Tenth Circuit: Students free to encourage classmates to give honest evaluations

February 7, 2022

In a decision authored last week by Judge Harris Hartz, a three judge panel of the U.S. Court of Appeals for the Tenth Circuit strengthened students’ expressive rights, denying qualified immunity to an administrator who censored a student critical of a faculty member. 

The ruling in Thompson v. Ragland arose from the speech of Rowan Thompson, a student at Metropolitan State University of Denver, who encouraged classmates to leave “honest” reviews of Dr. Megan Lazorski on end-of-term evaluations. Thompson then received an email from MSU’s Associate Director of Student Conduct, Thomas Ragland, who informed her that she was “restricted from discussing Dr. Lazorski with any student in the CHE 1800 course or any of Dr. Lazorski’s classes.”

Thompson sued, believing that her First Amendment rights had been violated. She was right — and her willingness to stand up for her rights will help protect the freedom of speech for others.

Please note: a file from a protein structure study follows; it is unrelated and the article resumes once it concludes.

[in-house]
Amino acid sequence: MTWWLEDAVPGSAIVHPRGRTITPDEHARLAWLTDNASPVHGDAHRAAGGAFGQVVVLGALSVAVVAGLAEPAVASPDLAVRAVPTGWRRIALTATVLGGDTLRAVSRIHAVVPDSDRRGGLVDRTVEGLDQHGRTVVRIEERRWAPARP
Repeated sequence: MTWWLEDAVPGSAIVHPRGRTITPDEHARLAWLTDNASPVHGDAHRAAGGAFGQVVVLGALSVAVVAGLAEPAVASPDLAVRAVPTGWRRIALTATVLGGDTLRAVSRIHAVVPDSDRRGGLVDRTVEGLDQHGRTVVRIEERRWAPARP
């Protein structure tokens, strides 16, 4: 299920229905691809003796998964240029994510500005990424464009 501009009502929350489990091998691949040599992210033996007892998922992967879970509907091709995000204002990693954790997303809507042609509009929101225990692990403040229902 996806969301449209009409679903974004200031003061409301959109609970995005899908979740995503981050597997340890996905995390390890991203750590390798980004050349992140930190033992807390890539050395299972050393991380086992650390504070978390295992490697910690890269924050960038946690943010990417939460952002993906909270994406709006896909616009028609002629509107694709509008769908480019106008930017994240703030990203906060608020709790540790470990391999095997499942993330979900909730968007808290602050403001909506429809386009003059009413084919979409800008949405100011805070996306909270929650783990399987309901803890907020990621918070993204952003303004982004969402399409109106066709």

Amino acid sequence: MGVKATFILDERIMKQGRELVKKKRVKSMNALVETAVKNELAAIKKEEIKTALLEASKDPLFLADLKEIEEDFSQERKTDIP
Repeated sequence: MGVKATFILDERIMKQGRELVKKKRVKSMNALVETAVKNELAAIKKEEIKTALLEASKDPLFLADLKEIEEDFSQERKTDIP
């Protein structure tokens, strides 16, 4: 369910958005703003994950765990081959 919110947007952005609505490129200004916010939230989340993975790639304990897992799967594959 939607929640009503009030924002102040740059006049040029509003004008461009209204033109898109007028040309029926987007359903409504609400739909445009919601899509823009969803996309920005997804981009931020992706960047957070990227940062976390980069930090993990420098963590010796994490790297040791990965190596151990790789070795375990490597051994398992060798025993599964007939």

The district court tossed the complaint, finding that Ragland was entitled to qualified immunity, a shield for government officials to avoid liability unless they’ve violated a clearly established legal right. Thompson appealed the ruling, citing decades of case law in arguing that her expressive rights were already clearly established when the institution issued its gag order. 

Administrator to student: knock it off with the emails